PACIFIC OCEAN (NNS) -- For most people, the term "frock" has little to no significance. For another select group of people, the term "frock" can make all the difference in the world.
Stemming from a 14th-century monk tradition, the word "frock has come to mean, to invest with priestly office or privilege. For this reason, Sailors all across the world have come to see how this word can make a difference.
On June 6, 259 Sailors participated in a frocking ceremony in the hangar bay of USS Ronald Reagan (CVN 76).
During the ceremony, the newly-frocked petty officers received a frocking letter and were personally commended for their hard work by Capt. Buzz Donnelly, commanding officer of Ronald Reagan; Capt. Paul Lanzilotta, Ronald Reagan's executive officer; and Ronald Reagan's Command Master Chief Jason Haka.
"Advancing to the next pay grade is not a gimmie; it took a lot of determination," said Donnelly during the ceremony. "Now that your hard work has paid off, I challenge each of you to continue your excellence and motivate all the junior Sailors who look to follow in your footsteps."
While once used as a means to fill an empty leadership position, frocking now authorizes Sailors to assume the title, wear the insignia, incur the obligation and exercise the authority of the next pay grade based on the biannual advancement exam results.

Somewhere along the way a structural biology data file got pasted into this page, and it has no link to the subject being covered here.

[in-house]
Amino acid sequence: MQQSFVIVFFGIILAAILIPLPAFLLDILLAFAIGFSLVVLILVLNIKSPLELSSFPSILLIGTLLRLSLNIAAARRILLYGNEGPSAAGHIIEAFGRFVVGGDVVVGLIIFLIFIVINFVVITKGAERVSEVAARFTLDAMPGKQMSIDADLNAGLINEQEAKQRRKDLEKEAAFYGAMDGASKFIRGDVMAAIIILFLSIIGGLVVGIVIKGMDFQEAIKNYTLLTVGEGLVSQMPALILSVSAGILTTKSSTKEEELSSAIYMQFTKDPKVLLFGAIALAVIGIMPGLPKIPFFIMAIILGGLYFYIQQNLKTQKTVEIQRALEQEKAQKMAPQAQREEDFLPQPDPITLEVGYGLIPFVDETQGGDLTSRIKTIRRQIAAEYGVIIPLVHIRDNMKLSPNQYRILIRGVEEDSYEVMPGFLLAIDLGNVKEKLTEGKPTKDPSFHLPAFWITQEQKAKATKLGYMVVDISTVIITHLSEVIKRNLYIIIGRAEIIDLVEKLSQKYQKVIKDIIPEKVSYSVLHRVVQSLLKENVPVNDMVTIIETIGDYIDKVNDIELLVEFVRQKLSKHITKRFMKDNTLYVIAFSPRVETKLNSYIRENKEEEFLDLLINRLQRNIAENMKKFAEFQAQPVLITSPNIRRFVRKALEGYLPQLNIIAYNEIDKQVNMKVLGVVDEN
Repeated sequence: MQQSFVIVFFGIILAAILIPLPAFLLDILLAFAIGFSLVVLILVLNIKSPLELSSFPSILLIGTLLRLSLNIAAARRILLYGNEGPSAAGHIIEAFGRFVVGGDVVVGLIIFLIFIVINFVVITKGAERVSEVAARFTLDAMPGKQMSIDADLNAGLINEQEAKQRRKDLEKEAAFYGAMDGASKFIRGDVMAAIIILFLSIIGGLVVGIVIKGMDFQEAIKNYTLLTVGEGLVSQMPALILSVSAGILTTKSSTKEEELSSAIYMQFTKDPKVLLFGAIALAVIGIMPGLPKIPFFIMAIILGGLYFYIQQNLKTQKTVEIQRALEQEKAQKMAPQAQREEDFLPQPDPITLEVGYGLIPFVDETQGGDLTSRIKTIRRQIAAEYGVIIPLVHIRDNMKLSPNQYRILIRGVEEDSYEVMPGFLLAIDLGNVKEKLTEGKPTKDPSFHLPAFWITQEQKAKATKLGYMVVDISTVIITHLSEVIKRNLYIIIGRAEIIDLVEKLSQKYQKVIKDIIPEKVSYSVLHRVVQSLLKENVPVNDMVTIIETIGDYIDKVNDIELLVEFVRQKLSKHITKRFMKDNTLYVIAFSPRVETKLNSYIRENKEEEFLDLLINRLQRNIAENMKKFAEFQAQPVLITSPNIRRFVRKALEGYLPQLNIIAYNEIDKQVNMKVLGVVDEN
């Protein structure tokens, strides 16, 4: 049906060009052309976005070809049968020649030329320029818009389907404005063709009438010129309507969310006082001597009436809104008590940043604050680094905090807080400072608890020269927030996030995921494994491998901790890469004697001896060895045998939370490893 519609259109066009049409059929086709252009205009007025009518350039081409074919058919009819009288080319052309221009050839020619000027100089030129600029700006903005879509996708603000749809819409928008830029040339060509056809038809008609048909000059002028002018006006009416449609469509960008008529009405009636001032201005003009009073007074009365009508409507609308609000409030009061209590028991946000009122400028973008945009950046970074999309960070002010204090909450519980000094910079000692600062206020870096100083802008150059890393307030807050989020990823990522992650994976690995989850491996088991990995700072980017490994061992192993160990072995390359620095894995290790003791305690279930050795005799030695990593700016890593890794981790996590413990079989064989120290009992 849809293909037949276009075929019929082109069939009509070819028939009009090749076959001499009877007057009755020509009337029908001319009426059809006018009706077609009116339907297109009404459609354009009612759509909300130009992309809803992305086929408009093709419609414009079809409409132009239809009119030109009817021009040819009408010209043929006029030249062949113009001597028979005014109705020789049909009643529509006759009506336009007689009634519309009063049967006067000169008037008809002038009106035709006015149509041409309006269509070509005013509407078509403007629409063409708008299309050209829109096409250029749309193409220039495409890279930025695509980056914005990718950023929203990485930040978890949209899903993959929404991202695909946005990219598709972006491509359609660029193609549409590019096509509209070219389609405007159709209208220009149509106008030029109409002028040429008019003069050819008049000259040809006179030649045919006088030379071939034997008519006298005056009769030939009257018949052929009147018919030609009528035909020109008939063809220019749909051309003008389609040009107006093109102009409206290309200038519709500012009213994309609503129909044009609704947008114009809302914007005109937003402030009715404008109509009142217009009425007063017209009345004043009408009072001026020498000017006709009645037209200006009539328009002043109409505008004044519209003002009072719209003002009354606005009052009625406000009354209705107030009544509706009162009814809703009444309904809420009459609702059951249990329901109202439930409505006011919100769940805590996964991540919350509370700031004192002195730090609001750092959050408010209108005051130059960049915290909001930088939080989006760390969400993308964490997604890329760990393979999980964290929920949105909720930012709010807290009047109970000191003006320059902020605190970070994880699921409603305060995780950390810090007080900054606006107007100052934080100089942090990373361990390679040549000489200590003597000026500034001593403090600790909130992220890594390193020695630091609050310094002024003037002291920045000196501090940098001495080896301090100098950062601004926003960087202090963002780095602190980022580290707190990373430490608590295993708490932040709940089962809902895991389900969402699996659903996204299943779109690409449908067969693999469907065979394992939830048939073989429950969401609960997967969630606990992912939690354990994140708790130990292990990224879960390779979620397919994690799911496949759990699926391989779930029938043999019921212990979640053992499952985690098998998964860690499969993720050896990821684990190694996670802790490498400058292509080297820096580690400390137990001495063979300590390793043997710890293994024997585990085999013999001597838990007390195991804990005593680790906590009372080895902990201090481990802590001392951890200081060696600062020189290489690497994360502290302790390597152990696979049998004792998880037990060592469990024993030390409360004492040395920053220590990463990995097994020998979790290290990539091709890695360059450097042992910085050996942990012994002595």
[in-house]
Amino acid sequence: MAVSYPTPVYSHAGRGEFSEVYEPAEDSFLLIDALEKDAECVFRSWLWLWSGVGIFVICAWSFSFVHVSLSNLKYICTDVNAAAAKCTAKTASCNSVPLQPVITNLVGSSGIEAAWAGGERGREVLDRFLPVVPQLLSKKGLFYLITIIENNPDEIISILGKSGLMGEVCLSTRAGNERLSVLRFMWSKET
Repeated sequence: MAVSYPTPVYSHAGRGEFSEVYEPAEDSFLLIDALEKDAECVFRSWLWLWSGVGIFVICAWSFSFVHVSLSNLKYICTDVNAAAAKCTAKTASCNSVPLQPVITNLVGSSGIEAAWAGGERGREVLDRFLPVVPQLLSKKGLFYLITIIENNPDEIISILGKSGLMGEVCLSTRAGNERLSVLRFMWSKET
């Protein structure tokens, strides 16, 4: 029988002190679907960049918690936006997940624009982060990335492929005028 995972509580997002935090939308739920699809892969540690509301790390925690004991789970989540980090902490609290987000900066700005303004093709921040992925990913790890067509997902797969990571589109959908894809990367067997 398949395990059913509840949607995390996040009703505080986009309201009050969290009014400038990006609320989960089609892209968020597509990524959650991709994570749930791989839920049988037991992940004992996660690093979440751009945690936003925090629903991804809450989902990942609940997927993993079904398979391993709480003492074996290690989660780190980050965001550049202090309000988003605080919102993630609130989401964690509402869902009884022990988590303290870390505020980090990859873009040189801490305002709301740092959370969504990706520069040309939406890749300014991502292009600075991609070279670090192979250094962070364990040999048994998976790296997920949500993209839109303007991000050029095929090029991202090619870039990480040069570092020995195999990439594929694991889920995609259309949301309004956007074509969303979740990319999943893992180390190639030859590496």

"To me, having this new responsibility means being more aware of my actions and truly realizing my strengths and weaknesses," said Aviation Ordnanceman 2nd Class Vaneeka Dukes, from Memphis, Tennessee.
Dukes went on to explain how her promotion to petty officer second class has changed her leadership role.
"My impact is now more influential due to the expectations and powers appointed to me," said Dukes.
For some of the Sailors who were promoted, the news of their advancement came as a huge weight off of their shoulders.
Sailors like Yeoman 3rd Class Steven Abreucedano, from Brooklyn, New York, saw the advancement cycle much like a race.
"It required training, dedication and commitment," said Abreucedano. "No matter how long it may have taken, that finish line was waiting for you to cross and once you do, it's oh so sweet."
While few outside of the service will understand how much the word "frock" means to the Sailors that were promoted aboard Ronald Reagan, there is no doubt that, on that day, the chevrons on their collars weighed a little bit heavier and the distance in their stride got a little bit wider as they each took one step closer to becoming the leaders of tomorrow.
Ronald Reagan, the flagship of Carrier Strike Group 5, provides a combat-ready force that protects and defends the collective maritime interests of its allies and partners in the Indo-Asia-Pacific region.
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For more news from USS Ronald Reagan (CVN 76), visit www.navy.mil/local/cvn76/.